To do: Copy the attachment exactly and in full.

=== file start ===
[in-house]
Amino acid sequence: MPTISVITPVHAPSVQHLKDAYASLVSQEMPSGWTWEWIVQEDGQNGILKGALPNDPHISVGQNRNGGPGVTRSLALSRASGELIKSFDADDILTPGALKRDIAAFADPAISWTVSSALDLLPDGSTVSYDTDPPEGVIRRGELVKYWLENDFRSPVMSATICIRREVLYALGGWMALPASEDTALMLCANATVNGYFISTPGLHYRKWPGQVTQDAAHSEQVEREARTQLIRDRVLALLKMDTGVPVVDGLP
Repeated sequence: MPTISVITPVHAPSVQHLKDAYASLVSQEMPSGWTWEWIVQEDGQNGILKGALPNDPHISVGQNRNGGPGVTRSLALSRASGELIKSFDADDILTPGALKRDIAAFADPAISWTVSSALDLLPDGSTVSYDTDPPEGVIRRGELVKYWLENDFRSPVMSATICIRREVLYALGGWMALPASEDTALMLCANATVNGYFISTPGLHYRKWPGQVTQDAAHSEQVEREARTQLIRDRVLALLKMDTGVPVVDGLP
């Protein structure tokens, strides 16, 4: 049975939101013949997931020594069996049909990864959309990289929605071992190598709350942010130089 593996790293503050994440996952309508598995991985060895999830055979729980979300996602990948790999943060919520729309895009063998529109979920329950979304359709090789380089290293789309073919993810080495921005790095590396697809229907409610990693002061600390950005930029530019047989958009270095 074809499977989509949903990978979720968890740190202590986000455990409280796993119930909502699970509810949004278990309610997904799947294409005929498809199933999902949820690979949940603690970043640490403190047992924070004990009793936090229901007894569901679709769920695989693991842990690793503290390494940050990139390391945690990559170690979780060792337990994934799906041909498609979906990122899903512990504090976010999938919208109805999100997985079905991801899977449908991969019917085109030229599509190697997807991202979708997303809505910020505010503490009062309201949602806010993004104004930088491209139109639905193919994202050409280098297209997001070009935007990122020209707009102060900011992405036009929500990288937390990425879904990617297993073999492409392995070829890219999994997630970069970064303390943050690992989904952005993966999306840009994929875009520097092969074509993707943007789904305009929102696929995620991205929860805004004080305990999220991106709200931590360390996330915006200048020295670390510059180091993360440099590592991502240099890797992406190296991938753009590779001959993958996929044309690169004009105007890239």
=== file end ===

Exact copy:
[in-house]
Amino acid sequence: MPTISVITPVHAPSVQHLKDAYASLVSQEMPSGWTWEWIVQEDGQNGILKGALPNDPHISVGQNRNGGPGVTRSLALSRASGELIKSFDADDILTPGALKRDIAAFADPAISWTVSSALDLLPDGSTVSYDTDPPEGVIRRGELVKYWLENDFRSPVMSATICIRREVLYALGGWMALPASEDTALMLCANATVNGYFISTPGLHYRKWPGQVTQDAAHSEQVEREARTQLIRDRVLALLKMDTGVPVVDGLP
Repeated sequence: MPTISVITPVHAPSVQHLKDAYASLVSQEMPSGWTWEWIVQEDGQNGILKGALPNDPHISVGQNRNGGPGVTRSLALSRASGELIKSFDADDILTPGALKRDIAAFADPAISWTVSSALDLLPDGSTVSYDTDPPEGVIRRGELVKYWLENDFRSPVMSATICIRREVLYALGGWMALPASEDTALMLCANATVNGYFISTPGLHYRKWPGQVTQDAAHSEQVEREARTQLIRDRVLALLKMDTGVPVVDGLP
């Protein structure tokens, strides 16, 4: 049975939101013949997931020594069996049909990864959309990289929605071992190598709350942010130089 593996790293503050994440996952309508598995991985060895999830055979729980979300996602990948790999943060919520729309895009063998529109979920329950979304359709090789380089290293789309073919993810080495921005790095590396697809229907409610990693002061600390950005930029530019047989958009270095 074809499977989509949903990978979720968890740190202590986000455990409280796993119930909502699970509810949004278990309610997904799947294409005929498809199933999902949820690979949940603690970043640490403190047992924070004990009793936090229901007894569901679709769920695989693991842990690793503290390494940050990139390391945690990559170690979780060792337990994934799906041909498609979906990122899903512990504090976010999938919208109805999100997985079905991801899977449908991969019917085109030229599509190697997807991202979708997303809505910020505010503490009062309201949602806010993004104004930088491209139109639905193919994202050409280098297209997001070009935007990122020209707009102060900011992405036009929500990288937390990425879904990617297993073999492409392995070829890219999994997630970069970064303390943050690992989904952005993966999306840009994929875009520097092969074509993707943007789904305009929102696929995620991205929860805004004080305990999220991106709200931590360390996330915006200048020295670390510059180091993360440099590592991502240099890797992406190296991938753009590779001959993958996929044309690169004009105007890239």